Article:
Package Increase Puts Strain on RHOs
Published: Friday, October 19, 2012
Updated: Friday, October 19, 2012 02:10
The number of packages received by Georgetown University’s Residence Hall Offices has increased 58 percent since fiscal year 2005, pushing some RHOs’ resources to their limits.
According to data provided by Director of Media Relations Rachel Pugh, RHOs received a total of 116,491 packages in fiscal year 2012, compared to 73,741 in 2005, and the annual total has risen every year in between. The total is expected to grow again in fiscal year 2013 — RHOs across campus have received 46,693 packages since July.
Georgetown University Facilities and Student Housing hires extra staff at RHOs to work during peak delivery times and heavy-volume periods near holidays to accommodate for the volume of packages, according to Pugh.
But an anonymous RHO employee said that the amount of packages has had a negative effect on RHO employees’ work environment.
“We come in and see 300 packages roll in with UPS or FedEx, and we know it’s going to be a cramped next hour or two trying to log, sort and label all these packages in a space that’s already small and crowded,” he said.
University Facilities has taken steps to deal with the rising number of packages, according to Pugh.
“[W]e have made creative use of current space and storage to increase the number of packages that can be held,” she wrote in an email.
For example, the Village C West RHO has been making use of the floor lounge as an overflow area. The RHOs have also added extra package pick-up hours to make it easier for “We are actively searching for additional improvements, knowing that our current spaces are at or near their maximums,” Pugh wrote.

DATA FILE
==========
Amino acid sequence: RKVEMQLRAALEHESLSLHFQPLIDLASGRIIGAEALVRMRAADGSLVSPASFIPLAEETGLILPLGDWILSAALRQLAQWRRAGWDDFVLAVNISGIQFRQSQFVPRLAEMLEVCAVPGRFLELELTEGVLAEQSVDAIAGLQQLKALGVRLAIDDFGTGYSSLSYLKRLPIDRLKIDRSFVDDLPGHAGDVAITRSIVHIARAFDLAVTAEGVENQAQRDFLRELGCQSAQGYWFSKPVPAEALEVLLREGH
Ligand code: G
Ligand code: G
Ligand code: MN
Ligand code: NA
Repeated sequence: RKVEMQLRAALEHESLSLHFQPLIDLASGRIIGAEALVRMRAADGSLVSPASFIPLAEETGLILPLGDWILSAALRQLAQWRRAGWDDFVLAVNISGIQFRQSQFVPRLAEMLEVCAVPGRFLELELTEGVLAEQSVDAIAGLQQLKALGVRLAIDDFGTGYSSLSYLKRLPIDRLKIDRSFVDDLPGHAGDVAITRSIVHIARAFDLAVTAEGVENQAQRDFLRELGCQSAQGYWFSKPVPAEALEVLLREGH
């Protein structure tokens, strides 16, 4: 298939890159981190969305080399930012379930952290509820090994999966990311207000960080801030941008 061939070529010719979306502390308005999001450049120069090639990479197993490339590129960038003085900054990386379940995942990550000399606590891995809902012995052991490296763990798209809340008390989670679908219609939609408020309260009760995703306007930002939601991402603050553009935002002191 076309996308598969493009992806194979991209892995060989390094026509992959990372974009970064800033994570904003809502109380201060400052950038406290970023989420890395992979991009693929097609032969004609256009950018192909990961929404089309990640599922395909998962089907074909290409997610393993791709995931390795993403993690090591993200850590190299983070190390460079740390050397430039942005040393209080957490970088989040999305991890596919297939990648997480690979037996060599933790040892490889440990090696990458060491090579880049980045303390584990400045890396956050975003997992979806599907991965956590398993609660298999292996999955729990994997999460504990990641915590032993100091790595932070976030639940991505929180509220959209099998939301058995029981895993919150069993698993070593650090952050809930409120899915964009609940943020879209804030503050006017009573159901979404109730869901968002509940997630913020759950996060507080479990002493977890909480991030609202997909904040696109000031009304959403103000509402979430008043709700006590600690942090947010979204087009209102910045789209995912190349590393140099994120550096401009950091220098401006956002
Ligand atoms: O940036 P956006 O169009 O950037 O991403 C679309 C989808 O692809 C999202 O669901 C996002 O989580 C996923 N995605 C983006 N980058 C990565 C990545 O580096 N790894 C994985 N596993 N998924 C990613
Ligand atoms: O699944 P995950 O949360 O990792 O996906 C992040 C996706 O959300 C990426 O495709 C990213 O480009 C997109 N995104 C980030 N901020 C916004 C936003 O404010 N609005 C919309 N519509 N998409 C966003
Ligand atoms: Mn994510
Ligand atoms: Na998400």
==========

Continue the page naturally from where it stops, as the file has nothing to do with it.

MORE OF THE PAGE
Despite these measures, the RHO employee said there is still a lack of support from the main housing staff.
“While we’re going through this tough time, [the housing staff] seems unsympathetic to the rising problem and unwilling to find a solution other than ‘do your best,’” he said.
In terms of solutions, the options are limited. Building more and larger RHOs is unlikely, according to the RHO employee.
“For the short term, better support and a forward-looking approach from [the Office of Housing and Residence Life] are all we can hope for,” he said.
According to Pugh, the VCW RHO generally receives more packages than any other — around 200 each weekday — followed by the New South RHO. The RHO employee said he believes the high numbers are a result of the concentration of freshmen, who typically receive larger items and a greater volume of packages than upperclassmen, in these dorms.
Students say the increase in packages corresponds to the growing popularity of online shopping.
“For a college such as Georgetown, with few [stores] in close proximity, students prefer the ease of online shopping and the expedient delivery,” Michael Davidson (COL ’15) said.
Alicia Chavy (SFS ’14) said that she buys online because of the high prices of nearby stores and the difficulties associated with getting out of Washington, D.C., to shop
“Everything around Georgetown is so expensive,” Chavy said. “And I don’t have a car on campus to go shopping in Virginia or other areas.”
Davidson said he has sensed some disorganization at his RHO.
“Packages that were supposed to be delivered to my dorm, LXR, were instead delivered to VCW ... which is quite a hassle,” Davidson said, adding that this has happened on numerous occasions.
Unlike Davidson, however, Chavy has not noticed a lackluster performance in her RHO in Kennedy Hall.
“From what I have experienced,” Chavy said, “[RHO] has a really good organizational system for its packages.”